Ukraine hacker cooperating with FBI in Russia probe: report

Ukraine hacker cooperating with FBI in Russia probe: report
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A hacker in Ukraine who goes by the online alias “Profexer” is cooperating with the FBI in its investigation of Russian hacking efforts, The New York Times is reporting. 

Profexer, whose real identity is unknown, wrote and sold malware on the dark web. The intelligence community publicly identified code he had written as a tool used in Russian state-sponsored hacking against networks associated with the U.S. election in addition to other government, political, and private entities in the United States.

The hacker’s activity on the web came to a halt shortly after the malware was identified. 

The Times, citing Ukrainian police, reported Wednesday that the individual turned himself into the FBI earlier this year and became a witness for the bureau. FBI investigators are probing Russian interference efforts and whether there was coordination between associates of President TrumpDonald John TrumpReporters defend CNN's Acosta after White House says he 'disrespected' Trump with question Security costs of Trump visit to Scotland sparks outrage among Scottish citizens Ex-CIA officer: Prosecution of Russians indicted for DNC hack 'ain't ever going to happen' MORE’s campaign and Moscow. Special counsel Robert Mueller is heading the investigation.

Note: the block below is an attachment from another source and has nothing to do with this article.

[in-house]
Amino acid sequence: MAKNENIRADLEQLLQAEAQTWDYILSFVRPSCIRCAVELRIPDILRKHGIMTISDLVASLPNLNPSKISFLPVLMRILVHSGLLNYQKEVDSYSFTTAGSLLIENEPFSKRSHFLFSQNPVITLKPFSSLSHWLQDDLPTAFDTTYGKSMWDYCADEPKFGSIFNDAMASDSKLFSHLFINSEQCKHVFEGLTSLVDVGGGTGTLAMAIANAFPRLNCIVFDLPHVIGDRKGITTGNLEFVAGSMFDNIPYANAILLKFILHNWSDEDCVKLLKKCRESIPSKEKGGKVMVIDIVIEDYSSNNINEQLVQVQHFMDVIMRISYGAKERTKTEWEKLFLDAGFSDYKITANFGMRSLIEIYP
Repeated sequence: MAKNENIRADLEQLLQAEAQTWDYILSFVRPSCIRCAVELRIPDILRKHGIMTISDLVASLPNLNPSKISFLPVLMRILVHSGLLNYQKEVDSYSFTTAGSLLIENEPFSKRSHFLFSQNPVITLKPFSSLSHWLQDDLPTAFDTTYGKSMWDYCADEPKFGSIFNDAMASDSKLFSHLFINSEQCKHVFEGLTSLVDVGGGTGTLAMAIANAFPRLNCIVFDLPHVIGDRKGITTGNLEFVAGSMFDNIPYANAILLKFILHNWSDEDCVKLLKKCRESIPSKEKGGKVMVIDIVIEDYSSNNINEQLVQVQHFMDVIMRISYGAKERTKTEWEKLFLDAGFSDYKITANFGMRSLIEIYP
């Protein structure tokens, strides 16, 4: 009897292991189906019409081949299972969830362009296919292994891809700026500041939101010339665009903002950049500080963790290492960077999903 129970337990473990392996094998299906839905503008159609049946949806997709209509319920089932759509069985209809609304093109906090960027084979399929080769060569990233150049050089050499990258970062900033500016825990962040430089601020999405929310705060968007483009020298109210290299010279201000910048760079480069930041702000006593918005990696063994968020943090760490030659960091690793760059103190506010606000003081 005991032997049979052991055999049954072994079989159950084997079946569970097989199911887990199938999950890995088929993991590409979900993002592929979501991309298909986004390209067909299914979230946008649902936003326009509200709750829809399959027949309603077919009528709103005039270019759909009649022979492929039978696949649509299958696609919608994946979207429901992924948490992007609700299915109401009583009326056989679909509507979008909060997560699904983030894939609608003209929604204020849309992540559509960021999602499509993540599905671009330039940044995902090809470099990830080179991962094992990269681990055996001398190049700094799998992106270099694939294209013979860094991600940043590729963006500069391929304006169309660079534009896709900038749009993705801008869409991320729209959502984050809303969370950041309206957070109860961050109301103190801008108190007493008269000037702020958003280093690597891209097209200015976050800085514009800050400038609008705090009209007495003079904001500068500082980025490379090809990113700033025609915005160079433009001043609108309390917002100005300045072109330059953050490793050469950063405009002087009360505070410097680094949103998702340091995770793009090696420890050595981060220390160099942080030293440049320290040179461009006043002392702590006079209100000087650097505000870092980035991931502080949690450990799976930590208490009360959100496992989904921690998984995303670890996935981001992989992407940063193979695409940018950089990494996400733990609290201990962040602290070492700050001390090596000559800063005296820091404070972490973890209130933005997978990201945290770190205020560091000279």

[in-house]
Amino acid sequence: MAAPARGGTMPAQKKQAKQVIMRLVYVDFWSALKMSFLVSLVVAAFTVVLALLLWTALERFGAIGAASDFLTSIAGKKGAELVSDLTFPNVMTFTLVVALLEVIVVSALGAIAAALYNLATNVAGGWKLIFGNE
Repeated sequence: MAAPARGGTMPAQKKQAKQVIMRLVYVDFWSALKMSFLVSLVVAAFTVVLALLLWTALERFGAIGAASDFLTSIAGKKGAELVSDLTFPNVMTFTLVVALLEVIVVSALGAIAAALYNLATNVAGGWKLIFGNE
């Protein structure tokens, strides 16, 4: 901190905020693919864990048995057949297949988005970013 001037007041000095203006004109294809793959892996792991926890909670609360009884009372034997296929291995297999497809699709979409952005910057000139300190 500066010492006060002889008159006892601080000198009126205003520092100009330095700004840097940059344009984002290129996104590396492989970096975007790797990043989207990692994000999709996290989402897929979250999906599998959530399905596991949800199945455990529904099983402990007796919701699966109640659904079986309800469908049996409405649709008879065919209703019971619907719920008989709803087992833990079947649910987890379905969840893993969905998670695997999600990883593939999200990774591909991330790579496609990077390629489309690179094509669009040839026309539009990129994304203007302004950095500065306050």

Ukrainian police did not provide details on the individual in question, including his name, but said he is living in Ukraine and has not been arrested. There is no evidence the individual worked for Russian intelligence. 

However, in a Joint Analysis Report produced by the Department of Homeland Security and FBI and released publicly on Dec. 29, 2016, the government identified a sample of malware, called the PAS web shell, used by Russian civilian and military intelligence in state-sponsored hacks, some of which targeted election-related assets.

The particular malware was written by Profexer and made available for download on the dark web. He sold customized versions of the hacking tool to clients.

In January, the intelligence community publicly blamed Russia in the hacking of the Democratic National Committee.

This post has been updated.